Hello again. I have a keen interest in network infrastructure since my experience with routers and switches had got me through 3 years of excellent work with the Bank of America. Security plays a great role in layer 3 and layer 4 traffic of the OSI layer. Today my major focus will be correlated to the security structure of any layer 3 device. I will not dwell into vendor based stuff as a lot of you out there would be running devices across vendors like Juniper, Cisco and Alcatel.
Given my focus is related to layer 3 traffic, i would be talking about securing routers, or internet facing devices.
What is a router? http://compnetworking.about.com/cs/routers/g/bldef_router.htm
Now that you know what a router is; there are three sub-divisions on a router. The control plane, the management plane and the data plane. As it is reflective, the control plane is the section that handles the routing and inherits the sole purpose of why a router is there. The management plane, describes how the router is managed and the protocols/systems involved in managing and governing a router. It can be also denoted as how the user interacts with the machine. The data plane, on the other hand, is the dynamics of packet transmission on the router. It can also be called the forwarding engine.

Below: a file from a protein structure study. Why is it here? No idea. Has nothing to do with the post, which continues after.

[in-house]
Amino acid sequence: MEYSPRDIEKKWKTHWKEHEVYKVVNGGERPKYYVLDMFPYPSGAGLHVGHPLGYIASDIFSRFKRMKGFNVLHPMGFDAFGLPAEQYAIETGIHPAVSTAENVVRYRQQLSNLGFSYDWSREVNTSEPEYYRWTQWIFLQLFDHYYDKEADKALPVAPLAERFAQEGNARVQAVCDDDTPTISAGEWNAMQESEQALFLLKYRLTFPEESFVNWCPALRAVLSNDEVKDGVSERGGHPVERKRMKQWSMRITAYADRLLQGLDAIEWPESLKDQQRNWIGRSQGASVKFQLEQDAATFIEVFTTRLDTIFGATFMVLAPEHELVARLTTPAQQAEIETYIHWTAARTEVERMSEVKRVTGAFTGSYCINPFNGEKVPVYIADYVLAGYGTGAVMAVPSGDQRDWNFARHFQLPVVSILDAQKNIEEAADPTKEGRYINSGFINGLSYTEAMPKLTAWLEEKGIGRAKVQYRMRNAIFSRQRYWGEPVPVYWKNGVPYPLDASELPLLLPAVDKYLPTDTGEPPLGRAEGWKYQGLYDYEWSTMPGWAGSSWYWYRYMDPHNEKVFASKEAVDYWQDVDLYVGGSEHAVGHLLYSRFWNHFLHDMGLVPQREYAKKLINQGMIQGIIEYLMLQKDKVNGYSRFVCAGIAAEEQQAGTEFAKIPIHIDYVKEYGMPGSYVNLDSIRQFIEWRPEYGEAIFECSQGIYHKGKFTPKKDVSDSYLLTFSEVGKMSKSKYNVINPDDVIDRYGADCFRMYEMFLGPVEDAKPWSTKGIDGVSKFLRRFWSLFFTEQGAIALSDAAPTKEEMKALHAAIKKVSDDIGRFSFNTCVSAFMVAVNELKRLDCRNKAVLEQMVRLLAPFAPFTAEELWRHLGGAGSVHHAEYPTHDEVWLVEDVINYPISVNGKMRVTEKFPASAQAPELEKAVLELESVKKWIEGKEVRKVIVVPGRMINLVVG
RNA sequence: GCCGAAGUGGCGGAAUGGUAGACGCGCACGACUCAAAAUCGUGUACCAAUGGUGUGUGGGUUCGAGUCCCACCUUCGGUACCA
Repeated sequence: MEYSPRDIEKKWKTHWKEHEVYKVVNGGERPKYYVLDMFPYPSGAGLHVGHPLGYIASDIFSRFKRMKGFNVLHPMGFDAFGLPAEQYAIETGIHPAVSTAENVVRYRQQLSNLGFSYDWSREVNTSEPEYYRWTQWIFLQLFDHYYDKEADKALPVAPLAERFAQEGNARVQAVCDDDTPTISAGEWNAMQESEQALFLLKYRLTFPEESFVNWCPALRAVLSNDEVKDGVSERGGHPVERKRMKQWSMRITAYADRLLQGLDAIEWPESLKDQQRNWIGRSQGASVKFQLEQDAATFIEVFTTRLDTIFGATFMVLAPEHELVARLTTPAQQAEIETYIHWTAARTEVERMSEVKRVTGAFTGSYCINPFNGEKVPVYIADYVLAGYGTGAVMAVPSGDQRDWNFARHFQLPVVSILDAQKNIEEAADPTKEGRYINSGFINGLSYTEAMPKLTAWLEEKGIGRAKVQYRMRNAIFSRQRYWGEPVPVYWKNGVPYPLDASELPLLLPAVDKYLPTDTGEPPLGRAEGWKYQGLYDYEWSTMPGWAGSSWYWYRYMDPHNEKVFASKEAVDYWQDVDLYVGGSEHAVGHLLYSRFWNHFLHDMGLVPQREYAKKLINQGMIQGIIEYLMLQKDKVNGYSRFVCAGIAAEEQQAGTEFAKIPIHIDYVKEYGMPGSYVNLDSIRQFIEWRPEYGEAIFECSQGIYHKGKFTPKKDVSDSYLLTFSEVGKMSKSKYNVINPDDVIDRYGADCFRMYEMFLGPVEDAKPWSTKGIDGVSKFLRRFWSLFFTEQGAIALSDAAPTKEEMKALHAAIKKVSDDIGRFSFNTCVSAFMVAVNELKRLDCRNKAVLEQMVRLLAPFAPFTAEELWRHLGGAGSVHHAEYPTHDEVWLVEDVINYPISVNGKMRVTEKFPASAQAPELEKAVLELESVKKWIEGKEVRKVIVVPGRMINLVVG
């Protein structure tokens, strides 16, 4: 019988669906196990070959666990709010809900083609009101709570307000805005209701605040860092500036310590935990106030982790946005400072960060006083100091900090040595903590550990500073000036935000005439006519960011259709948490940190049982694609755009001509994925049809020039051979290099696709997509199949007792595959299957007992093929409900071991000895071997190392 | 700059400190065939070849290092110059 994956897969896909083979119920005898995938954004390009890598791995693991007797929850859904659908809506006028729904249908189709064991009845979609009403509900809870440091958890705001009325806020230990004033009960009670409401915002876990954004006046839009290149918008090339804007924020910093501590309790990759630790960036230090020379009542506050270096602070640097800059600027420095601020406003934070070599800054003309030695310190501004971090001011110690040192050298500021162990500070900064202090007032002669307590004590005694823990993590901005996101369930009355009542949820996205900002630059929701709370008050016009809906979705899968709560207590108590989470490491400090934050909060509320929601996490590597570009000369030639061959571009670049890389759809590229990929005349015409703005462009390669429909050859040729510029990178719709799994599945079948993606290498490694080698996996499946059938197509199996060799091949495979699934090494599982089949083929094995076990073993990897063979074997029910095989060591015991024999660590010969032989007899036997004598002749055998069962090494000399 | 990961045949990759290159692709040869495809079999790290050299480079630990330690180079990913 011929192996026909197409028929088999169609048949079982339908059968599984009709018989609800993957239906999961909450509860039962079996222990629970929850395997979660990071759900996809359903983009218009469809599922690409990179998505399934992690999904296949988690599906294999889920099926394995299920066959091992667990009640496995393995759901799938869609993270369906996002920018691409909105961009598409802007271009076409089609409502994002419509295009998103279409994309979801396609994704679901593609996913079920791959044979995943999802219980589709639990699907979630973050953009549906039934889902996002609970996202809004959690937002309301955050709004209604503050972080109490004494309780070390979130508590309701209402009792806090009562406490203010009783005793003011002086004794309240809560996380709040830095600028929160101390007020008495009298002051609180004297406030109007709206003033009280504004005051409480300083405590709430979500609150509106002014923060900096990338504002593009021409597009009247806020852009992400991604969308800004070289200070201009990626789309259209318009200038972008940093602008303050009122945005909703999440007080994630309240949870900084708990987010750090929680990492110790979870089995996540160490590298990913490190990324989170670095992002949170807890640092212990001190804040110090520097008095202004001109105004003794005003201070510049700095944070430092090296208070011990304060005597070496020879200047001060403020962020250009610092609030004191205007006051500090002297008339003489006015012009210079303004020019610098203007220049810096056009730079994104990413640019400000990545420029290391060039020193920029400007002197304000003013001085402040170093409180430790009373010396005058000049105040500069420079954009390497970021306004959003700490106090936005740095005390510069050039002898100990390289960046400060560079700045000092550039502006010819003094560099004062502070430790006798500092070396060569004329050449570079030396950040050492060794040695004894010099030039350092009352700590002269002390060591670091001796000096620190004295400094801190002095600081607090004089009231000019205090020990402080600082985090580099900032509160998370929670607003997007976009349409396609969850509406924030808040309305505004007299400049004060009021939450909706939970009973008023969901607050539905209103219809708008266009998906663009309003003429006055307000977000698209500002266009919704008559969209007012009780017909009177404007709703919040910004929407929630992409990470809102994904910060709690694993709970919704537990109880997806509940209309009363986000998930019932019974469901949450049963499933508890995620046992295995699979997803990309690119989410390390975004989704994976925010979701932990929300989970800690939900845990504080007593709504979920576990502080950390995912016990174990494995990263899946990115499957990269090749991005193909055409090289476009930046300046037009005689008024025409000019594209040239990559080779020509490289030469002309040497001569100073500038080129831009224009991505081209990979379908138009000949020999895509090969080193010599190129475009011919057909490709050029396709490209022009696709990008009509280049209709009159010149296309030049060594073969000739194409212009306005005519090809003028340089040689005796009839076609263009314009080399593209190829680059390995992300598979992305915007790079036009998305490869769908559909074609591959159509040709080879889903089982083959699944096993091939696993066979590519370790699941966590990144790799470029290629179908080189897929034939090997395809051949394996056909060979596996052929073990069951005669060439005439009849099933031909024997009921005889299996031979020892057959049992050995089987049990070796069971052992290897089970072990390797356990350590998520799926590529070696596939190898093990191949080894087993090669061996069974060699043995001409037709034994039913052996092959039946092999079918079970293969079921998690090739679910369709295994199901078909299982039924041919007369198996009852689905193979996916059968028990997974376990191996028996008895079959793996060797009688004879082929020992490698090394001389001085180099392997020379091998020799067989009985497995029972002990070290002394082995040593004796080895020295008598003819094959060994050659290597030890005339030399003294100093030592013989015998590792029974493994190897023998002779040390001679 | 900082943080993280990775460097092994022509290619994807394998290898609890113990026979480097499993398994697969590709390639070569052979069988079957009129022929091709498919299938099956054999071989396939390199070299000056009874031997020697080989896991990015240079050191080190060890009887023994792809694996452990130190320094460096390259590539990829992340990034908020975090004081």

A detailed understanding of the three planes: http://networkstatic.net/the-control-plane-data-plane-and-forwarding-plane-in-networks/
From my perspective as a security technologist, and someone who has worked with this devices and managed them; this are a few points to take heed!
1. Update your firmware and this coincides with securing the operating system of the router.
2. Practice defence-in-depth; look at security as an onion; its made out of layers, peels.
3. Apply whitelisting instead of blacklisting; this gives lesser work to the hardware and believe me a great reduction of typing to do *haha*
4. Have a firm understanding of your networks, and routing protocols you implement to gain network connectivity to your neighbours.
5. Practice incident management and implement logs. Spend if you have to; this is a critical part of managing your devices.
6. Implement physical security, and login databases/credentials.
7. Do frequent auditing on your network devices such as routers and switches
From the above; key terms.
whitelists vs blacklists – i have written a post on this, check it out.
defence in depth: https://www.nsa.gov/ia/_files/support/defenseindepth.pdf